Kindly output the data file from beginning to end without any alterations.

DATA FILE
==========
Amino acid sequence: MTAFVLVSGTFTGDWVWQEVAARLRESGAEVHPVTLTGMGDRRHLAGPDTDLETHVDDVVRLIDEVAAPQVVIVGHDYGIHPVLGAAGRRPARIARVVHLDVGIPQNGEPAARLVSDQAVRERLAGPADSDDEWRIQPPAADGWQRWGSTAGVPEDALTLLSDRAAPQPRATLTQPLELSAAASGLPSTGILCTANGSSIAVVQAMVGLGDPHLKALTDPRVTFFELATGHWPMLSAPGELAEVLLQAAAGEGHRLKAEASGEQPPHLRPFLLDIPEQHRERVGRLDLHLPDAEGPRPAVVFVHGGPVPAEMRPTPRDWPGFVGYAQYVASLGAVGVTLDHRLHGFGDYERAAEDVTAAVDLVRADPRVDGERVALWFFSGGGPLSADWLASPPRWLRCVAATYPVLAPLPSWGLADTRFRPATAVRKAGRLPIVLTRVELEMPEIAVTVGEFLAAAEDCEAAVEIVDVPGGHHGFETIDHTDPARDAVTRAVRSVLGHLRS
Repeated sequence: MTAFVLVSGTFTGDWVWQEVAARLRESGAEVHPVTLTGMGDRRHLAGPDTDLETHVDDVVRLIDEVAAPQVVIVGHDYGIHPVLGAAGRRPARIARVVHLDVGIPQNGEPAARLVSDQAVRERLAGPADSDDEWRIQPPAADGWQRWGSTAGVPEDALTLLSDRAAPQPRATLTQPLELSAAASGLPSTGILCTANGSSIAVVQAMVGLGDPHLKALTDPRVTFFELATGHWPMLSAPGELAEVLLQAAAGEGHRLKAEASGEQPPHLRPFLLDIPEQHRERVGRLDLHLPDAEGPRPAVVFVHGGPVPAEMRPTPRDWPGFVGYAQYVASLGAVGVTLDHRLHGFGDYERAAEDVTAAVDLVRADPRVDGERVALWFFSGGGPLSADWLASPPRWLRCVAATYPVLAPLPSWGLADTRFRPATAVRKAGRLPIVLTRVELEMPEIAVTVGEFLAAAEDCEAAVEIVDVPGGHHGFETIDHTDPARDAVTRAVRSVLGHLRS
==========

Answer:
Amino acid sequence: MTAFVLVSGTFTGDWVWQEVAARLRESGAEVHPVTLTGMGDRRHLAGPDTDLETHVDDVVRLIDEVAAPQVVIVGHDYGIHPVLGAAGRRPARIARVVHLDVGIPQNGEPAARLVSDQAVRERLAGPADSDDEWRIQPPAADGWQRWGSTAGVPEDALTLLSDRAAPQPRATLTQPLELSAAASGLPSTGILCTANGSSIAVVQAMVGLGDPHLKALTDPRVTFFELATGHWPMLSAPGELAEVLLQAAAGEGHRLKAEASGEQPPHLRPFLLDIPEQHRERVGRLDLHLPDAEGPRPAVVFVHGGPVPAEMRPTPRDWPGFVGYAQYVASLGAVGVTLDHRLHGFGDYERAAEDVTAAVDLVRADPRVDGERVALWFFSGGGPLSADWLASPPRWLRCVAATYPVLAPLPSWGLADTRFRPATAVRKAGRLPIVLTRVELEMPEIAVTVGEFLAAAEDCEAAVEIVDVPGGHHGFETIDHTDPARDAVTRAVRSVLGHLRS
Repeated sequence: MTAFVLVSGTFTGDWVWQEVAARLRESGAEVHPVTLTGMGDRRHLAGPDTDLETHVDDVVRLIDEVAAPQVVIVGHDYGIHPVLGAAGRRPARIARVVHLDVGIPQNGEPAARLVSDQAVRERLAGPADSDDEWRIQPPAADGWQRWGSTAGVPEDALTLLSDRAAPQPRATLTQPLELSAAASGLPSTGILCTANGSSIAVVQAMVGLGDPHLKALTDPRVTFFELATGHWPMLSAPGELAEVLLQAAAGEGHRLKAEASGEQPPHLRPFLLDIPEQHRERVGRLDLHLPDAEGPRPAVVFVHGGPVPAEMRPTPRDWPGFVGYAQYVASLGAVGVTLDHRLHGFGDYERAAEDVTAAVDLVRADPRVDGERVALWFFSGGGPLSADWLASPPRWLRCVAATYPVLAPLPSWGLADTRFRPATAVRKAGRLPIVLTRVELEMPEIAVTVGEFLAAAEDCEAAVEIVDVPGGHHGFETIDHTDPARDAVTRAVRSVLGHLRS